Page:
Amidst the pestilence, misery and beige, wildfire haze of summer 2020, there was a curious performance at the banks of the concrete-filled Los Angeles River called ‘The Return’ by Sparkly Berman. A crowd of youth gathered for the performance, some masked, some unmasked, while the artist evaluated the condition of the onlookers with a general health questionnaire. Suddenly, an onlooker collapses, others panic and try to figure out which emergency number they should call. Dr. Panacea, the character Sparkly is currently inhabiting, is at first unsure of what medicine to offer, and switches to the character Kayla while babbling a bit like a child, but she carts away the patient who makes a quick and miraculous recovery. A miracle has been rendered.
Roughly nine months later, another series of performances inaugurated Berman’s Miracle Zone solo exhibition of ceramics, painting and durational performance at Los Angeles’s Le Maximum in and running May 15 to June 27. A thorough array of vividly-colored new work is on view in the front galleries of the Venice space, but behind a large painting is the namesake artwork of the show—a performance installation of sound, sculpture, web cameras and movement that also holds the artist’s corporeal presence. Three days each week, Sparkly presents the titular ‘Miracle Zone’ performance to any gallery visitor in attendance from the backroom, or also on Twitch at her dedicated channel. Visitors are offered participatory rituals and resurrections, similar to last summer’s ‘The Return’, where the artist brings back a selected gallery visitor from death—either spiritual or physical, or both.
It is hard to evaluate and discuss performance art in the immediate aftermath of the COVID-19 pandemic and ongoing social upheaval. Gathering amongst others itself still feels like a triumph, but there are lingering questions now as to which ends we gather. Is it to connect, heal, riot, enrich, destroy, or, quite simply, get fucked up as its own remedy? Berman offers clues in her work and practice, especially towards those areas that have gone unnoticed and underappreciated over the past 16 months.
Unlike the well-worn ‘return to nature’ calls of communes from the 60s and 70s counterculture, Berman’s practice is noticeably embracing of the digital, or more specifically the areas in which physicality dissolves into a set of transfers and flows. Her usage of Twitch is illustrative of this, despite being a platform known for its use by gamers and streamers, and perhaps a few accelerationist artists. The live video service embraces self-staging and performative expression that emphasizes pure presence beyond the kind of monetized rigidities that factor into other technologies like Zoom, Clubhouse or Instagram. On Twitch, Berman’s paintings as part of the Miracle Zone, serve as kinds of energy maps, while the ceramics offer physical platforms towards the creation of music, sound and performance.
Though the name ‘Miracle Zone’ almost toys with a 90s Captain Planet-like nostalgia, the show seemingly engages with rich art historical precedents of the esoteric intersecting with art and performance. In Berman’s practice are traces of Wallace Berman’s (no relation) psychedelic work, inspired by the esoteric Jewish Kabbalah, which, as one writer put it, is “meant to explain the relationship between an unchanging, eternal, and mysterious infinity and the mortal and finite universe”. There are also hints here of James Lee Byars’ immersive performance installations. Mike Kelley’s work seems to especially loom large in relation to the human legacies of pain, healing and transformation that Berman also sets out to either highlight or heal.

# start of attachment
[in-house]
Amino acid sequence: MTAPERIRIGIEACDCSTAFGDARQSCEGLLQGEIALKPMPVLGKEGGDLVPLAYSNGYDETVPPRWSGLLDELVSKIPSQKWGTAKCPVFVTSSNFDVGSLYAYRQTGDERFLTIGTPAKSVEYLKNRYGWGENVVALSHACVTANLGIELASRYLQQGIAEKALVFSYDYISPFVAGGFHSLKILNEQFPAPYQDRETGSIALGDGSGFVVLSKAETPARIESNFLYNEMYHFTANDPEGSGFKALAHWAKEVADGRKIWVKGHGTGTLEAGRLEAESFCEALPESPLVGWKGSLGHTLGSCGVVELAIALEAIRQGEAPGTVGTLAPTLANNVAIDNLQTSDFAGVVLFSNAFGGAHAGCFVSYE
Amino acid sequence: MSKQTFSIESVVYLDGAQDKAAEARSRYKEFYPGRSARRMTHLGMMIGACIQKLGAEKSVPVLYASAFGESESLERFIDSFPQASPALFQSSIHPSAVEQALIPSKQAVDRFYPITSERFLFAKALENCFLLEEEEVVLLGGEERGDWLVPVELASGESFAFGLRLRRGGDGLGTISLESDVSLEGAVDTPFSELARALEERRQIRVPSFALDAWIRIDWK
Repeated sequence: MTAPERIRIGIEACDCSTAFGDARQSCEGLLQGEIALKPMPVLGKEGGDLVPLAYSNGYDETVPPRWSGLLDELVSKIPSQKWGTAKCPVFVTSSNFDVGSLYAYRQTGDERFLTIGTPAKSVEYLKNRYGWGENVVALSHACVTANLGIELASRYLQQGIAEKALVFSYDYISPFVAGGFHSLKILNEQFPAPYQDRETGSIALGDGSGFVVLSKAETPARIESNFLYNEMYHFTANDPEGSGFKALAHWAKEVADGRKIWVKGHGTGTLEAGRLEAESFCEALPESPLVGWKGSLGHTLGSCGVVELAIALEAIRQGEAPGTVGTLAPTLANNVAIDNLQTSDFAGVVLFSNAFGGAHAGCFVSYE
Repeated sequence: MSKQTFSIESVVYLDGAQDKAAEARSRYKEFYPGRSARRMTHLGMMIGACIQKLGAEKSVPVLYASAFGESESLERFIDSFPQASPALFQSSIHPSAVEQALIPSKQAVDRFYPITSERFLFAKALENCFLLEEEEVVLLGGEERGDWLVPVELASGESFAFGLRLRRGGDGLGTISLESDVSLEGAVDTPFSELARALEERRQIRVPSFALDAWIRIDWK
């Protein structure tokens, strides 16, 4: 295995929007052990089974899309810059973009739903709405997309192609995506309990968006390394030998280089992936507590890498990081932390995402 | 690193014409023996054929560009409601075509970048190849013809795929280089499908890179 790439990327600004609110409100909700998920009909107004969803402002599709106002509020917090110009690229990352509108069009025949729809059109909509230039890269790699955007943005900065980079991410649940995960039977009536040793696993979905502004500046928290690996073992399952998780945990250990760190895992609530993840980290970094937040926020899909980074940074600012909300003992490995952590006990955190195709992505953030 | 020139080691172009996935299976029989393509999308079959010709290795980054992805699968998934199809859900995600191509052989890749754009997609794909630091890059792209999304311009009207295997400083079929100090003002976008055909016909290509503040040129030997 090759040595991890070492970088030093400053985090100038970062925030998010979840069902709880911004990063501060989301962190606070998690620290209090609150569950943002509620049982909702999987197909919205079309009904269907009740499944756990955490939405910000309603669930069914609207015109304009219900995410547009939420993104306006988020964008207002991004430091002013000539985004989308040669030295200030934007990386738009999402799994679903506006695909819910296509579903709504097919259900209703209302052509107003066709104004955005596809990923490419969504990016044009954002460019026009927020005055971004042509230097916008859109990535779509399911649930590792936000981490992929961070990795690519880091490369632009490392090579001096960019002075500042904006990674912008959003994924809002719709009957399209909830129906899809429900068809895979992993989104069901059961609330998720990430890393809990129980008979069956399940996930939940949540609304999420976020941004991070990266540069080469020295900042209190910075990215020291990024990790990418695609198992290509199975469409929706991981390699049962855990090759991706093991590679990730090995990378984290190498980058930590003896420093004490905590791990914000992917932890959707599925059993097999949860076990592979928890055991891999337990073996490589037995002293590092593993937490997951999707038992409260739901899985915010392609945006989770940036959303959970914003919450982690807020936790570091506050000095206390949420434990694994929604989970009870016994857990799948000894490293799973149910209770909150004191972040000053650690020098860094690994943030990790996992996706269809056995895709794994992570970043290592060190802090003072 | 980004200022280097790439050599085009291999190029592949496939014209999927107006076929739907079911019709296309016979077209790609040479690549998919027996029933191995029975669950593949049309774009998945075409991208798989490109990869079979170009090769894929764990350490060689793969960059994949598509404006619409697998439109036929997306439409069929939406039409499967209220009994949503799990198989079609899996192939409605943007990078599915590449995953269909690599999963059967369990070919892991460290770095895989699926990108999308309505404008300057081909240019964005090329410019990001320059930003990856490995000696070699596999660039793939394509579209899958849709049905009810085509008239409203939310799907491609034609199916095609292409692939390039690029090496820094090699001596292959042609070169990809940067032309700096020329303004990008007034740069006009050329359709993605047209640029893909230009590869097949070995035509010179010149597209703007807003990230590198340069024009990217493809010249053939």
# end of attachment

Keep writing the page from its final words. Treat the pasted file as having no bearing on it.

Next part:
Kelley long integrated music and performance in his work. His and Tony Oursler’s The Poetics Project 1977 – 1997 is one notable example where the artists broadened the scope of an artwork to incorporate painted panels, projected video, sculpture, music and drawing, all within a framework of conceptual art and performance. Echoes of this piece can be seen in the Miracle Zone, where there is really no distinction between the ceramic works, paintings and the contact microphones, pads, webcams, paints and pedals throughout the room, amplifying and manipulating sound and material. A soundtrack by Maxwell Sterling accompanies each performance, with Berman adding sound through both her own agency and others’ in the gallery.
At a deeper level, the artist works in a psychic area near to where Kelley focused on portrayals of trauma and lost innocence. Though Kelley did grow up in a strict midwestern Catholic family, he never identified anything particularly painful that he went through as a child. He wrote in 1996, “There was simply nothing I could do to counter the pervasive psycho-autobiographic interpretation of these materials. I decided, instead, to embrace the social role projected on me, to become what people wanted me to become: a victim.” It is an open question whether this sense of victimhood sadly overtook the artist upon his tragic passing in 2012.
Yet, whereas Kelley’s work fed into the allure or the appearance of an infinitely broken psyche, Berman’s work acknowledges legacies of pain and limitation up front, and seeks to form new pathways of connection using widely available means. At a time when contemporary art feels more than ever concerned about checking boxes, the Miracle Zone seems to reflect back at us: why are we so concerned with these boxes?••